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review 2016-12-01 21:07
Out today
Lindell's List: Saving American and British Women at Ravensbrück - Peter Hore

Disclaimer: ARC via Netgalley. People always talk about the need to remember World War II, implying, perhaps correctly, that society is in danger of forgetting the deeds of the greatest generation. Yet, the truth is, that much of what the Greatest Generation did, we didn’t need to forgot because we were never told about the deeds to begin with. This isn’t so much a charge against the various school systems, though it could be. Schools do teach about the Second World War and the Holocaust, if anything the Korean war is more glossed over. Students, however, are not really taught about most aspects of the War. Certain key details get left out. Like, for instance, Ravensbruck prison. Historians are doing their best to remedy that, but there seems to be some issues. Part of this, as always, is Hollywood that portrays any woman who does something during the war as using sex as part of it. While this was true of some women (and some of men), it couldn’t have been true of every woman. The second issue is the question of sources – women not talking about or downplaying what they did because of the time. This is something that several writers, most recently Anne - - - have mentioned in their books. Peter Hore is another in much needed list of writers who his trying to bring the forgotten history to light. Hore’s book details the war time activities of Mary Lindell, who composed a list of British and American prisoners in Ravensbruck and petitioned successfully for their freedom. Lindell has been written about before, perhaps most recently in Helms’ work on Ravensbruck. Part of Hore’s book also seems to be an attempt to present alternate view of Lindell than that which appeared in other works. He does make Lindell into more than a work on player, though to say that he makes her likable would be an overstatement. It should be noted however, that Lindell’s pushy behavior which can make her unlikable was undoubted what saved her and others’ lives. Hore does an excellent job of bring Lindell out of the shadows, and to a degree de-romanticizing her. While Hore does this to a great degree, he does at times seem to be a little overcome by admiration for his subject. At times, he slips and does to other women who worked with Lindell what he accuses other writers of doing to Lindell – repeating of gossip that may or may not be true or simply a comment or two about the woman’s looks. Hore is hardly the only writer to be guilty of this charge, and he does it far less than most. It is also important to note that he does make a clear distinction between rumor and fact. Hore’s book is a welcome addition to the volumes about women and heroes in wartime.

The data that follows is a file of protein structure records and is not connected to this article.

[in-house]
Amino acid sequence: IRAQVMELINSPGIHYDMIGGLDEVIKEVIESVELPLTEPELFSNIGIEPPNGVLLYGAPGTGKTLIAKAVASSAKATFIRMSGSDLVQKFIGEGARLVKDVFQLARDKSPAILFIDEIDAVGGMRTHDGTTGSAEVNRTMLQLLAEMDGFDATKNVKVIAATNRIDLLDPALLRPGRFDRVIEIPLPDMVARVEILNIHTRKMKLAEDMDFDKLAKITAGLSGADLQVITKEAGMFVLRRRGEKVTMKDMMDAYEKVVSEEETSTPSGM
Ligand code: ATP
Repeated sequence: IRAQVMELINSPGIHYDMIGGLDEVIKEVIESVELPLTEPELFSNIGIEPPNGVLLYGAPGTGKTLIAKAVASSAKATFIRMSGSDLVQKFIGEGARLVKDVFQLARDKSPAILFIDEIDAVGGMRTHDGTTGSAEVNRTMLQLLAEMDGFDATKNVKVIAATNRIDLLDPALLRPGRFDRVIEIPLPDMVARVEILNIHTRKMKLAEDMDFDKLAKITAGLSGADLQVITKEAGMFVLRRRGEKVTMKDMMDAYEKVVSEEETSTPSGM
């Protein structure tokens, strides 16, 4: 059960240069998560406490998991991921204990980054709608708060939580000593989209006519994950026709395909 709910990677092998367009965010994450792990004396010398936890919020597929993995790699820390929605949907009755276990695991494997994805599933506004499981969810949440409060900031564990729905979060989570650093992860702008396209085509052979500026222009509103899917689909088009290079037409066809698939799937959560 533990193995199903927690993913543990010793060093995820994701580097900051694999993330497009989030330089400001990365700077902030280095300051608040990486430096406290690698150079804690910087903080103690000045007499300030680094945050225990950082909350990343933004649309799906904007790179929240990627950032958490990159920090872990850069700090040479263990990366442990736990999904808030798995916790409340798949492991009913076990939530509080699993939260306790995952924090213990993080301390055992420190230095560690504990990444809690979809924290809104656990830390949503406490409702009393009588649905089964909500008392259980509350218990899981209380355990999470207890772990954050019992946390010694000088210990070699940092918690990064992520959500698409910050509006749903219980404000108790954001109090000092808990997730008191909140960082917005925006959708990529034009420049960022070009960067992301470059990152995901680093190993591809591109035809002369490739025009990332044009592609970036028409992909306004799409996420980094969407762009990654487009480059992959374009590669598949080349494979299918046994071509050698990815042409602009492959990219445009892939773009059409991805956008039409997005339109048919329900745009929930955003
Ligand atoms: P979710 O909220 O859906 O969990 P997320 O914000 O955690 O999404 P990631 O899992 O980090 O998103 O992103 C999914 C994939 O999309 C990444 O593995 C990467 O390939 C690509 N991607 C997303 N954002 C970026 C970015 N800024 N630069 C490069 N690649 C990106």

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review 2016-11-09 17:26
Out on the 22
War Diaries, 1939–1945 - Astrid Lindgren,Sarah Death

Disclaimer: ARC via Netgalley

Like most young girls, my introduction to Lindgren was via the Pippi Longstocking books. I have to admit, though, I prefer Ronia the Robber’s Daughter. I’m not sure why. Pippi has the horse after all. Despite my love for Pippi and Ronia, I do not know much about Lindgren’s personal life. The War Diaries, covering the years 1949-1945, go some way to correct that oversight.

The ARC I read notes that the diaries were a combination of newspaper clippings and Lindgren’s own entries. The ARC does not include the clippings, but in some cases, provides summaries, but the clippings are largely absent. This is somewhat understandable considering that they too would have to be translated. Still, the absence is felt in some ways, mostly because at time Lindgren is writing in response to them and the historical context would be a little welcome for the American reader. Even someone who has a good general knowledge of the Second World War will look up a few things that she mentions.

This criticism does not mean that the diaries are not worth reading because they are. It isn’t just because the war diaries cover the period of Lindgren’s work on Pippi Longstocking but because they give another perspective to the war. Lindgren is writing as a Swede whose life is affected by the war, but no way near the way it affected those that lived in the Nazi controlled countries or even in parts of London. There are fears of food shortages, but Lindgren does seem to live in a time, if not quite pretty, then not that of shortage either.